- As widely expected, the FOMC did not make any major policy changes at today’s meeting. The decisions to keep the target range for the fed funds rate unchanged as well as the pace of asset purchases was unanimously supported by all 11 voting members of the Committee.
- The FOMC acknowledged that “progress” has been made toward reaching the Committee’s goals of maximum employment and price stability. But probably not enough progress yet to warrant a near-term commencement of tapering asset purchases.
- We continue to forecast that the FOMC will keep its target range for the fed funds rate unchanged through at least the end of next year.
- We look for Fed officials to begin dropping hints in the next month or two about an eventual tapering of asset purchases. We look for a formal announcement to be made at the December FOMC meeting, with the actual process of winding down the purchases to begin early next year.
The FOMC Made No Major Policy Changes at Today’s Meeting
As widely expected, the Federal Open Market Committee (FOMC) announced no major policy changes at the conclusion of its two-day meeting today. The FOMC left its target range for the federal funds rate at 0.00% to 0.25%, where it has been maintained since March 2020. The Committee also decided to maintain its monthly purchase rate of Treasury securities and mortgage-backed securities (MBS) at $80 billion and $40 billion, respectively. Both decisions were unanimously supported by all 11 voting members of the Committee.
As is typical for the fifth FOMC meeting of the year, the Committee did not release its quarterly Summary of Economic Projections (SEP), which contains the FOMC’s macroeconomic forecasts. So there is no way of knowing how the Committee’s outlook has evolved since its June 16 meeting, when the last SEP was published. The June SEP showed that all 18 committee members thought the target range for the fed funds rate would remain unchanged through the end of the year, and that a majority of members (11) thought that it would remain unchanged through the end of 2022. These projections are similar to our own forecast of an unchanged fed funds rate through at least the end of next year.
The statement that was released at the conclusion of today’s meeting gives us no reason to change that forecast. The Committee stated that “indicators of economic activity and employment have continued to strengthen.” The statement went on to say that “the sectors most adversely affected by the pandemic have shown improvement,” but it also noted that they “have not fully recovered.” Furthermore, the FOMC continued to note that “risks to the economic outlook remain,” due largely to the lingering pandemic. A rate hike simply does not seem likely as long as the economic outlook remains clouded by uncertainty.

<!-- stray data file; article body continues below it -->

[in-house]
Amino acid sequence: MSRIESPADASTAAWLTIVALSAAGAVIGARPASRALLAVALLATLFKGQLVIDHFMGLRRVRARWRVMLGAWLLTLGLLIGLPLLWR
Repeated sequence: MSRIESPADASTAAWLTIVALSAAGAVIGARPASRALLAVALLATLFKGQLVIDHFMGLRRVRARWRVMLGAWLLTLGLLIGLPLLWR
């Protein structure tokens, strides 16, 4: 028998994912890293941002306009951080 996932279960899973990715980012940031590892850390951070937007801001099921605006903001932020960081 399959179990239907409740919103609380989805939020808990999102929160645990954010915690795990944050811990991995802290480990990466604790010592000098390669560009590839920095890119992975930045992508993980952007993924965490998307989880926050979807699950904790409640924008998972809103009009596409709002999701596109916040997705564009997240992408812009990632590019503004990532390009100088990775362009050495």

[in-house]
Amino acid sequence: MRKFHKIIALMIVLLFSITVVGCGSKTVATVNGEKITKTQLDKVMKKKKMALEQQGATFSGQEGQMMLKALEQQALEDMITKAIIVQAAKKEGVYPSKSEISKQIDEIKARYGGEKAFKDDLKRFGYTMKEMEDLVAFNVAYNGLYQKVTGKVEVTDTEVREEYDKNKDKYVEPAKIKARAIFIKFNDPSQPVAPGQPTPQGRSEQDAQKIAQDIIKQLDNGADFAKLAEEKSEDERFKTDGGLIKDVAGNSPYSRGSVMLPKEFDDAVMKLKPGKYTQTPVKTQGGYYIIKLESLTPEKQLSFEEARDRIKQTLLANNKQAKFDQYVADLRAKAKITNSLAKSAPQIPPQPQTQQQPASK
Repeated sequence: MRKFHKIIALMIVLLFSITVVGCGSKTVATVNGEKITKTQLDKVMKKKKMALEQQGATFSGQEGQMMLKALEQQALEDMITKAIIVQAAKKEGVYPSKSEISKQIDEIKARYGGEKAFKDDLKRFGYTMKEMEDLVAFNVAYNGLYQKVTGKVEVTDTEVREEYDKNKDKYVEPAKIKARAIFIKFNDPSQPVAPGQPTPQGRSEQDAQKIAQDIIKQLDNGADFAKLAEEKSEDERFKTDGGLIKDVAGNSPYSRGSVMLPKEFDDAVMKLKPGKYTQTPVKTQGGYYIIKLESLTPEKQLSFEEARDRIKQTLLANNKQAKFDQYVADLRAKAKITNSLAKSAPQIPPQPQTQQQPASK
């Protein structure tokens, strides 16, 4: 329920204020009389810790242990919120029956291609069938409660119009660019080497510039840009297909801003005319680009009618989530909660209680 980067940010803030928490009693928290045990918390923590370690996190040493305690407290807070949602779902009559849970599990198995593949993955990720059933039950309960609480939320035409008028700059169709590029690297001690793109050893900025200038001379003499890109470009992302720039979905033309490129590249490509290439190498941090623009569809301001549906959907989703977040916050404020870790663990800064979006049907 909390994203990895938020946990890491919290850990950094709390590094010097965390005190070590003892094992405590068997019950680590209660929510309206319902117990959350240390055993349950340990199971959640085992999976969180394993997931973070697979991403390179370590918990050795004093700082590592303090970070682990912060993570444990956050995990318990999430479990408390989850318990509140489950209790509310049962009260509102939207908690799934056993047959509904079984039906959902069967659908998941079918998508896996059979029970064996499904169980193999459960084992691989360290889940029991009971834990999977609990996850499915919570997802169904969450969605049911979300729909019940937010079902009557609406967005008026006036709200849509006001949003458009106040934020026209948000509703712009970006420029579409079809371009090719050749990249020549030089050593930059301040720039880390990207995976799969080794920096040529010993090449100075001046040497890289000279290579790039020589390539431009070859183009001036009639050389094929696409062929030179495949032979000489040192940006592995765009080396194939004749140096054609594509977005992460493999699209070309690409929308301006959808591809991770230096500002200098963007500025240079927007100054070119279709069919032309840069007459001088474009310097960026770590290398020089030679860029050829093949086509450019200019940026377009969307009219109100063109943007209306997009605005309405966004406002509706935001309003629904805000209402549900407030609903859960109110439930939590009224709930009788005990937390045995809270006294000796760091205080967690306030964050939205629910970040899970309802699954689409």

When Will Tapering Begin?
The FOMC has been stating that “substantial further progress” needs to be made toward the Committee’s twin goals of maximum employment and price stability before a tapering of asset purchases would be warranted. The statement that was released today said that “the economy has made progress toward these goals,” and that the FOMC “will continue to assess progress in coming months.” In other words, progress has been made, but not quite enough yet to warrant a near-term commencement of “tapering.” Note the reference to “coming months.” It does not seem that the FOMC is in any hurry to taper, although the Committee does seem to acknowledge that the time is drawing nearer.
As we discussed in our recent July Flashlight for the FOMC Blackout Period, we look for the FOMC to make a formal announcement regarding the tapering of its asset purchases at the December 14-15 meeting, and we expect that the Fed will begin the process of winding down its purchases early next year. But before that formal announcement is made, we expect that Fed officials will hint that tapering will be forthcoming. Today’s statement suggests that Chair Powell could potentially drop an explicit hint in his speech at the Jackson Hole Symposium at the end of August, or at the conclusion of the September 22 FOMC meeting.
But as we also acknowledged in our Flashlight report, the commencement of any tapering of asset purchases will depend crucially on the evolution of the economy in coming weeks and months. Stronger-than-expected economic growth and/or higher-than-expected inflation could induce the Committee to begin the process of dialing back the Fed’s purchases of Treasury securities and MBS earlier than we currently anticipate. Conversely, marked deceleration in economic activity and/or significant easing of inflationary pressures could lead the FOMC to conclude that continued asset purchases are warranted. In that regard, the recent resurgence in COVID cases represents a notable downside risk to the economic outlook.
The minutes of today’s meeting are scheduled to be published on August 18. We will be reading those minutes closely for any explicit references to the timing of tapering.